Successful investing in stocks typically takes time. And over the long term, stocks can make for amazing wealth creators. But occasionally investors get lucky and latch onto a stock that soars quickly, doubling -- or even better -- in a year or less. And while plenty of investors will say "take profits" when a stock price doubles, sometimes the best thing to do with your biggest winners is to let them keep winning.
What about MercadoLibre Inc. (NASDAQ:MELI), Shopify Inc. (US) (NYSE:SHOP), and Dynavax Technologies Corporation (NASDAQ:DVAX)? These three companies not only delivered doubles -- and then some -- in 2017, but two of the three have continued to deliver big gains so far in 2018.
How much juice does MercadoLibre have left?
Brian Stoffel (MercadoLibre): Shares of Latin America's biggest e-commerce player, MercadoLibre, more than doubled in 2017. That leaves shares trading at an expensive valuation: over 100 times trailing earnings and over 70 times trailing free cash flow. That said, the company's growth rates have been through the roof -- helping to justify the price tag.
But does that make the company a buy?
I've firmly put my own skin in the game, with shares accounting for over 6% of my real-life portfolio. The way I see it, there are three ways the battle for supremacy of e-commerce in Latin America -- likely with either Amazon.com or Walmart -- will go down, and two of them are favorable for MercadoLibre shareholders.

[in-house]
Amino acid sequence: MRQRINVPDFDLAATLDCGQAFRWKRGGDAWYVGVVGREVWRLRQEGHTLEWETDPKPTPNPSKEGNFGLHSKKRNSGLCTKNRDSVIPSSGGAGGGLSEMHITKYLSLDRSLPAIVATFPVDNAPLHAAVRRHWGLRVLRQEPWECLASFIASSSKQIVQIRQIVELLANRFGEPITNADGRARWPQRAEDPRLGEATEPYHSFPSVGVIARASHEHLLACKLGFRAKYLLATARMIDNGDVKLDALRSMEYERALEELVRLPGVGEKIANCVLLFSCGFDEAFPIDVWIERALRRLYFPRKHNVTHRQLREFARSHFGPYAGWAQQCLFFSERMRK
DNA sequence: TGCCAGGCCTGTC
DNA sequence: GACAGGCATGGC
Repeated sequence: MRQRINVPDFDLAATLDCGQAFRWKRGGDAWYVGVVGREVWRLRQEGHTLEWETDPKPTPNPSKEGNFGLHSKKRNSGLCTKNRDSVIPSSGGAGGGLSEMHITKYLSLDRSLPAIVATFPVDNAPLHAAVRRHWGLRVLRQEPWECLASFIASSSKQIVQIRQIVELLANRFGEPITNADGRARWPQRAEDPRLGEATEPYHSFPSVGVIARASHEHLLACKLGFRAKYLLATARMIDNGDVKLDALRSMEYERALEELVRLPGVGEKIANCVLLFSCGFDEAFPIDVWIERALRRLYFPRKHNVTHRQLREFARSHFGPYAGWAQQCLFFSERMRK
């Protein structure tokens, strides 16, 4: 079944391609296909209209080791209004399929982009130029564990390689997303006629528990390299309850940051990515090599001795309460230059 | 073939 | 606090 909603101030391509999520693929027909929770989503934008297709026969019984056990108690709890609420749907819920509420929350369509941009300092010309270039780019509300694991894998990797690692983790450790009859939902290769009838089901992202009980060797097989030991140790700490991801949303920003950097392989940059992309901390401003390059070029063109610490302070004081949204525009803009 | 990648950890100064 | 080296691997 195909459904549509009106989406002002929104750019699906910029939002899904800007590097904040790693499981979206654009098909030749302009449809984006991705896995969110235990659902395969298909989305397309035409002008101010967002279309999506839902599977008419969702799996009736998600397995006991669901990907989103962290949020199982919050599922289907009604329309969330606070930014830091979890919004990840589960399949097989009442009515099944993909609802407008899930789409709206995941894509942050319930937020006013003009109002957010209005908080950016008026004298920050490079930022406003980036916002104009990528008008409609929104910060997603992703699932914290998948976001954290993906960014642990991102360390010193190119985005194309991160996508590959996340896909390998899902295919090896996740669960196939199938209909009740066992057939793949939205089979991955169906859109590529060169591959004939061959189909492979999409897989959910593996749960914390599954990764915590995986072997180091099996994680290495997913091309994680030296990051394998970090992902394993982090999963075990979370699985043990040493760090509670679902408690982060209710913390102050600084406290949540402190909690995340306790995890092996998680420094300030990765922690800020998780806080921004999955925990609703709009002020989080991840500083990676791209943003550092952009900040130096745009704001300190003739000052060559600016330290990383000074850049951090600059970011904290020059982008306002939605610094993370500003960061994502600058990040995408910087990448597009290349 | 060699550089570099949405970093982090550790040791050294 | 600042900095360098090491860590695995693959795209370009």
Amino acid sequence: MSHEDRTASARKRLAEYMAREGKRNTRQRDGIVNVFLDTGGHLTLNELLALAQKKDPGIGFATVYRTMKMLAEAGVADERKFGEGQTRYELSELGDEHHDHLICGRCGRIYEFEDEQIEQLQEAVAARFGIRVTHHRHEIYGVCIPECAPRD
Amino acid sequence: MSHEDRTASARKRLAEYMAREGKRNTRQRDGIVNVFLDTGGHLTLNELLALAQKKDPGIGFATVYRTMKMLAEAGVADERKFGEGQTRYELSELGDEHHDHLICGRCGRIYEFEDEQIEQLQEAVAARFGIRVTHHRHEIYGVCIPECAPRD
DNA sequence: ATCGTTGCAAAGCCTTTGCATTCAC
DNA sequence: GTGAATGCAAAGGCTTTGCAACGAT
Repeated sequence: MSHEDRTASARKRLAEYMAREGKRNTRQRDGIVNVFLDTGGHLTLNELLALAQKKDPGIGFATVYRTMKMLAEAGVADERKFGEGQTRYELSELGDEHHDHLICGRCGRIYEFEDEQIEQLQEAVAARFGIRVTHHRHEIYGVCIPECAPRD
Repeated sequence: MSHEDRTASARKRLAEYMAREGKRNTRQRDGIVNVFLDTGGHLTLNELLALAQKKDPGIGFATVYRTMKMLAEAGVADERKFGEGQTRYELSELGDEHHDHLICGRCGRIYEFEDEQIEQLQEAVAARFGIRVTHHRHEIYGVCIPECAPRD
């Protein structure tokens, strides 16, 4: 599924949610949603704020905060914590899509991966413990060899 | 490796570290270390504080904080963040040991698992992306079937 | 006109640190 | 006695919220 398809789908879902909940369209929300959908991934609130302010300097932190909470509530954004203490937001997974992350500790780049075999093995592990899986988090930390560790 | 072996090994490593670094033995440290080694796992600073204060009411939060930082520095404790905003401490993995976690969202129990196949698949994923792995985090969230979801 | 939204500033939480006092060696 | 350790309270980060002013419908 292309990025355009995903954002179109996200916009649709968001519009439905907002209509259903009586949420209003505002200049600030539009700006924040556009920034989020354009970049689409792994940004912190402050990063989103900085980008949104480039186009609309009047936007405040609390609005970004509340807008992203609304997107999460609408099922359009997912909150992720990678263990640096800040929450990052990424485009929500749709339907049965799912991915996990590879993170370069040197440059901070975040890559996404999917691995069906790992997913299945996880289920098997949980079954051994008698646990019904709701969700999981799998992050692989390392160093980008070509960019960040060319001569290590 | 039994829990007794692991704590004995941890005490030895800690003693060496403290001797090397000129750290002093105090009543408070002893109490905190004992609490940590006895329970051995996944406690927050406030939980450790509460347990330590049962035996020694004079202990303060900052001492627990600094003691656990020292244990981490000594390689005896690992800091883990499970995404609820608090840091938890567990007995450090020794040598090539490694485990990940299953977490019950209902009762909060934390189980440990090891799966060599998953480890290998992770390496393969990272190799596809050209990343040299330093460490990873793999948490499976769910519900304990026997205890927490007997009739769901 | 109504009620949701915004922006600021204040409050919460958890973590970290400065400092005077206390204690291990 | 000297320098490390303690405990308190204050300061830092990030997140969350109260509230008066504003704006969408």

In the first scenario, MercadoLibre's head start over its American counterparts will be too much to overcome. It already has a positive brand locally, and it is starting to match any potential scale that Amazon or Wal-Mart could accomplish with its fulfillment network. Just as importantly, MercadoPago has high switching costs. MercadoLibre worked hard to help create relationships that allow the unbanked in Latin America to use the payment tool, making it hard to displace.
The second scenario sees one of the two larger rivals buying MercadoLibre, though that looks like a more difficult proposition by the day as its shares continue their ascent.
The third, much-uglier scenario envisions a price war among the players where the buildout of fulfillment centers continues unabated and all three try to undercut the competition on price, leading to unprofitable business models until one winner is left. With the smallest cash balance on the books, MercadoLibre wouldn't fare as well here, but it's also a scenario that would hurt both Amazon and Walmart as well -- that's why I find it unlikely.
Only time will tell how it all shakes out, but for now, I firmly believe that MercadoLibre shares are still worth holding.
This e-commerce disruptor may just be getting started
Jason Hall (Shopify): Shopify's stock price didn't just double in 2017. It's up an incredible 219% to date, since the start of 2017. Even with that remarkable performance, I think that even near its all-time high, Shopify is worth buying and holding for the long term. As the clear leader in e-commerce platforms, Shopify is set to profit and grow for years as e-commerce becomes a bigger and bigger piece of the way we buy things.